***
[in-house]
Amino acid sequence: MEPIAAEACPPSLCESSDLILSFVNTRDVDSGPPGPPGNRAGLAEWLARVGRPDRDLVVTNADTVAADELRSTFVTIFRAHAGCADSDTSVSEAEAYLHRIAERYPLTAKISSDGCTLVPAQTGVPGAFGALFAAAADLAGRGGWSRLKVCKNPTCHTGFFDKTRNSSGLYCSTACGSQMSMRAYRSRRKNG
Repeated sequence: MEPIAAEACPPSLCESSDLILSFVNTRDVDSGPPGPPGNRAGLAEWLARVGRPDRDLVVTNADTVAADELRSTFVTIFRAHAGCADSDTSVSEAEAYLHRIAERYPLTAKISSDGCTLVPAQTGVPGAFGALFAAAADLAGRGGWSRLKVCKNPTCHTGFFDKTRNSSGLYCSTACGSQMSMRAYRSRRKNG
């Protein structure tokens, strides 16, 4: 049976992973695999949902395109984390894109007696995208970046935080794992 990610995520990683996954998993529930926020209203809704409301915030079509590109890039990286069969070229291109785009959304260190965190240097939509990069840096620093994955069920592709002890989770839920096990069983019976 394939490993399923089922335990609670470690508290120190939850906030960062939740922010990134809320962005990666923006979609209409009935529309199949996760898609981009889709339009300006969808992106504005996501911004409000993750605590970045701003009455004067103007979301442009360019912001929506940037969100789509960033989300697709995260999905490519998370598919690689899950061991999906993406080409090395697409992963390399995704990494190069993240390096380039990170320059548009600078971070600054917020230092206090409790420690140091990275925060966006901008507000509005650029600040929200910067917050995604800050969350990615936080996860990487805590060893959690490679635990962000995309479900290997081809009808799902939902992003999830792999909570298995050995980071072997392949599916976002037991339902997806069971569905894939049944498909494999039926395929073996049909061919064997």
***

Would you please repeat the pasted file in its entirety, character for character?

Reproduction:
[in-house]
Amino acid sequence: MEPIAAEACPPSLCESSDLILSFVNTRDVDSGPPGPPGNRAGLAEWLARVGRPDRDLVVTNADTVAADELRSTFVTIFRAHAGCADSDTSVSEAEAYLHRIAERYPLTAKISSDGCTLVPAQTGVPGAFGALFAAAADLAGRGGWSRLKVCKNPTCHTGFFDKTRNSSGLYCSTACGSQMSMRAYRSRRKNG
Repeated sequence: MEPIAAEACPPSLCESSDLILSFVNTRDVDSGPPGPPGNRAGLAEWLARVGRPDRDLVVTNADTVAADELRSTFVTIFRAHAGCADSDTSVSEAEAYLHRIAERYPLTAKISSDGCTLVPAQTGVPGAFGALFAAAADLAGRGGWSRLKVCKNPTCHTGFFDKTRNSSGLYCSTACGSQMSMRAYRSRRKNG
């Protein structure tokens, strides 16, 4: 049976992973695999949902395109984390894109007696995208970046935080794992 990610995520990683996954998993529930926020209203809704409301915030079509590109890039990286069969070229291109785009959304260190965190240097939509990069840096620093994955069920592709002890989770839920096990069983019976 394939490993399923089922335990609670470690508290120190939850906030960062939740922010990134809320962005990666923006979609209409009935529309199949996760898609981009889709339009300006969808992106504005996501911004409000993750605590970045701003009455004067103007979301442009360019912001929506940037969100789509960033989300697709995260999905490519998370598919690689899950061991999906993406080409090395697409992963390399995704990494190069993240390096380039990170320059548009600078971070600054917020230092206090409790420690140091990275925060966006901008507000509005650029600040929200910067917050995604800050969350990615936080996860990487805590060893959690490679635990962000995309479900290997081809009808799902939902992003999830792999909570298995050995980071072997392949599916976002037991339902997806069971569905894939049944498909494999039926395929073996049909061919064997």